Breast cancer
Breast cancer

Breast cancer is a malignant tumor that starts in the breast tissue, either in the cells that line the milk ducts and/or in the cells that line the lobules (glands involved in milk production).

A malignant tumor is cancerous. It is a group of cancer cells that can invade surrounding tissues or metastasize to distant areas of the body, such as the liver and bone via the lymphatic system (lymphatic vessels and lymph nodes). If cancer cells have spread to the surrounding lymph nodes, there is a much higher probability that the tumor has already entered the bloodstream and metastasized to other parts of the body.

Breast cancer can also be benign which means that it will not be life threatening and can usually be removed. In this case the cancer cells do not invade adjacent tissues or spread to other parts of the body. Fibrocystic tissue, fibroadenomas and benign breast disease come under this. Mostly this disease occurs in women, but men can get it as well.

The main symptoms of breast cancer are:

  • Puffiness of all or part of a breast,
  • Skin exasperation,
  • Breast or nipple ache,
  • Nipple renunciation,
  • Redness and thickening of the nipple, and
  • Nipple discharge.

 

Breast cancer screening includes three methods of early detection:

  1. Clinical breast examination: A clinical breast exam (CBE) is performed by the clinician or other health professionals and involves a systematic examination of the breast skin and tissue.
  2. Breast self-examination: A breast self-exam (BSE) is performed by the woman herself and involves a similar examination as the CBE of the breast skin and tissue based on palpations by her hands.
  3. Mammography: Mammography is an X-ray examination of the breast that has the ability to detect a cancer in the breast when it is quite small, long before it may be felt by breast examination

 

The treatment options for breast cancer are as follows:

  1. Surgery:

    The primary goals of breast cancer surgery are to remove the cancer from the breast and to assess the stage of disease. There are three methods to do that. First is lumpectomy, also known as breast-conserving surgery, where cancerous tissue plus a rim of normal tissue is removed. The second is mastectomy, where all the breast tissues are removed, although muscles underneath breast are no longer removed. The third option includes lymph node removal (or auxiliary lymph node dissection) which takes place during time of lumpectomy or mastectomy if biopsy shows that breast cancer has spread. Other options include preventive surgeries such as prophylactic mastectomy for women at high-risk and prophylactic ovary removal to lower estrogen production in the body.

  2. Radiation therapy:

    Radiation is given after surgery to destroy cancer cells remaining in the breast, chest wall, or underarm area after breast-conserving surgery. Radiation may also be needed after mastectomy in patients with either a cancer that is larger than 5 cm in size or when cancer is found in the lymph nodes. There are two types of radiation therapy. It includes external beam and internal (implantation of radioactive seeds) radiation therapy. While the former is a well-tested, long-standing treatment option, the latter has recently being developed and is still being studied for its efficacy.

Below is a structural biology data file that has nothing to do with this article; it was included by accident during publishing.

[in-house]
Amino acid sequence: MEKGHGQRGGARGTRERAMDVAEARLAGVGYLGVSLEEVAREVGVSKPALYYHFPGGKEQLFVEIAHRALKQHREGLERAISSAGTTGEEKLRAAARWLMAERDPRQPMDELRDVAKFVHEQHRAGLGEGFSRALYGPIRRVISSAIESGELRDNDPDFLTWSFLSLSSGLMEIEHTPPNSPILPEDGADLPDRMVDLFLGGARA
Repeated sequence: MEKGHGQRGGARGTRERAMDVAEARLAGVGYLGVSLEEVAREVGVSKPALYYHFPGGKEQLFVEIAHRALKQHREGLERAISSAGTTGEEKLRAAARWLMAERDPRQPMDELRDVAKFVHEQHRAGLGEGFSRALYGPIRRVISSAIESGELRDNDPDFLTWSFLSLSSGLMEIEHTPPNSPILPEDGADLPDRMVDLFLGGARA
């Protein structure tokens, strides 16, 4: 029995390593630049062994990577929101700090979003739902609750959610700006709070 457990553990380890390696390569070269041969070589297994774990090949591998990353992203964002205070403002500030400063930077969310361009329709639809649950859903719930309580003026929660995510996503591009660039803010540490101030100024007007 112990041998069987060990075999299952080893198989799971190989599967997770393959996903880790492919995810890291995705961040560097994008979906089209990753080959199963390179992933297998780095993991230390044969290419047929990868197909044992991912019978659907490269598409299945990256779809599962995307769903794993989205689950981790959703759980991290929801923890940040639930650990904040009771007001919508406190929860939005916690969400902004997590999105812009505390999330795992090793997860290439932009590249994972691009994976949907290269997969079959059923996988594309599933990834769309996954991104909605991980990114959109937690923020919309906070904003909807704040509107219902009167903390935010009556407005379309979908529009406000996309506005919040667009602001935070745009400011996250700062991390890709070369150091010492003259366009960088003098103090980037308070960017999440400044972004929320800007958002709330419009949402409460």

3. Chemotherapy:

    It is a systemic therapy that can be administered either before surgery, to shrink the tumor or afterwards, to reduce the risk of recurrence. For early-stage disease, it is usually administered to help remove cancer cells from the body and to reduce the risk of recurrence. For advanced-stage disease, it is given to destroy as many cancer cells as possible. The benefit of chemotherapy is dependent on multiple factors, including the size of the cancer, the number of lymph nodes involved, the presence of estrogen or progesterone receptors, and the amount of HER2/neu protein made by the cancer cells. Chemotherapy is most effective when the full dose and cycle of drugs is completed in a timely manner.

  4. Hormonal therapy:

    It is a treatment option for hormone receptor-positive cancers. It can be given for early-stage disease to either reduce the amount of estrogen or to block its action and reduce the risk of recurrence. It can also be given for advanced-stage or metastatic disease to shrink or slow the growth of existing tumors. Hormone therapy includes aromatase inhibitors (AIs), selective estrogen receptor modulators and estrogen receptor down regulators as well as surgical treatments such as removal of ovaries and fallopian tubes.

  5. Targeted therapy:

    It targets cancer cell properties specifically as opposed to chemotherapy which also destroys normal, healthy cells. It includes treatments such as herceptin and tykerb, both block cancer cell growth in HER2-positive breast cancers, and avastin, which blocks growth of new blood vessels depending for cancer cell growth.

There are several treatments for curing breast cancer but it is always advisable to stay well by taking steps to reduce the risk of breast cancer or detect it early.

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